Macaques destroy the fruits of many native trees before they mature. This kills the seeds within, like those of the ‘Dodo-tree’ and many ebony species. This has made forests less hospitable for native frugivores such as the endangered flying fox.
Macaques also destroy flowers of many species, breaking branches, and chewing on seedlings. Their activities deprive native fauna of their natural foods, which in turn contribute to their further decline.
For example, macaques have destroyed about 95 per cent of fruits of certain endemic trees before the Mascarene endemic flying fox has a chance to feed on these fruits. This in turn pushes the flying fox to seek food elsewhere, including on commercial trees in gardens and orchards.
Sadly, this resulted in the government of Mauritius taking action against flying foxes — killing them by the thousands. This has worsened the conservation status of the flying fox to Endangered on the Red List of the International Union for Conservation of Nature.
How can they be better managed?
Feral macaques in Mauritius are a formidably harmful invasive alien species, destructive to many animal and plant species which are heading towards extinction in part because of the macaques.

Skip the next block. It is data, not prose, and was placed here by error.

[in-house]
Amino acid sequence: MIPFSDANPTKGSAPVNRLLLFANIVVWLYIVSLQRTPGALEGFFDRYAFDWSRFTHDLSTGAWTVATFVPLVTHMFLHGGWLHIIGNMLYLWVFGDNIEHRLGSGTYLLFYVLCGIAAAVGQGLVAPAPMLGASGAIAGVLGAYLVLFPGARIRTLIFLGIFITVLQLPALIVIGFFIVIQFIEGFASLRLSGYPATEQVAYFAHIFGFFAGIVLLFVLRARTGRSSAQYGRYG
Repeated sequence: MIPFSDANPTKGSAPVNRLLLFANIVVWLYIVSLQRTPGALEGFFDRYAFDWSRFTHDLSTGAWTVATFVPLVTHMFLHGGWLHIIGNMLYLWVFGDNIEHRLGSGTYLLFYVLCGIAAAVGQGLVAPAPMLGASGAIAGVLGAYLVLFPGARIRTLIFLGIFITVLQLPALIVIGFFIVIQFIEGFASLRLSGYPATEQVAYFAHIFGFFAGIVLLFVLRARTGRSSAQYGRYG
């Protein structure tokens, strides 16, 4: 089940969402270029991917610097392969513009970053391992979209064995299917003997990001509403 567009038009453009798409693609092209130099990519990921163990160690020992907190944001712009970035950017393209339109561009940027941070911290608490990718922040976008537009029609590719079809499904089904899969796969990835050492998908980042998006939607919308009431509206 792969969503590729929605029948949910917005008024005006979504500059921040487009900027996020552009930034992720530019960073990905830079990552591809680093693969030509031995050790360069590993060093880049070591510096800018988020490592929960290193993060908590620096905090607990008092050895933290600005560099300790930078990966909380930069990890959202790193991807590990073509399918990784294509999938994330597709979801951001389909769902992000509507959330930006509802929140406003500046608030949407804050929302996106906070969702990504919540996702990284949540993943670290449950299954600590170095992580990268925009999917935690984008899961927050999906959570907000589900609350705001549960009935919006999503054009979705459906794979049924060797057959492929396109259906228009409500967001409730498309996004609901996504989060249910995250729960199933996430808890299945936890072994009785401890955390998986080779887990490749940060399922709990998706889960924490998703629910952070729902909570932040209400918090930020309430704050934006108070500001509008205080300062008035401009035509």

The ideal management in such a situation is eradication, just like goats and rabbits were eradicated from Round Island in the 1970s and 1980s. This saved its highly threatened flora and fauna from extinction.
However, macaque eradication may be difficult in Mauritius’ remaining forests, which are sizeable, covering 80 sq km. It may be more feasible in the short run to eradicate them from isolated pockets of habitats or to control their numbers to far below what they are now.
This may be done through intensive trapping or construction of macaque proof fencing, particularly in and around the most biodiversity important areas respectively.
Each of the monkeys that are exported annually for research is subjected to a US$125 levy that contributes to raising funds for biodiversity conservation. However, more species will continue to go extinct if the level of conservation management is not seriously increased to face the threats, including those posed by the macaques.
Vincent Florens, Associate Professor, Department of Biosciences at Faculty of Science, University of Mauritius
This article is republished from The Conversation under a Creative Commons license. Read the original article.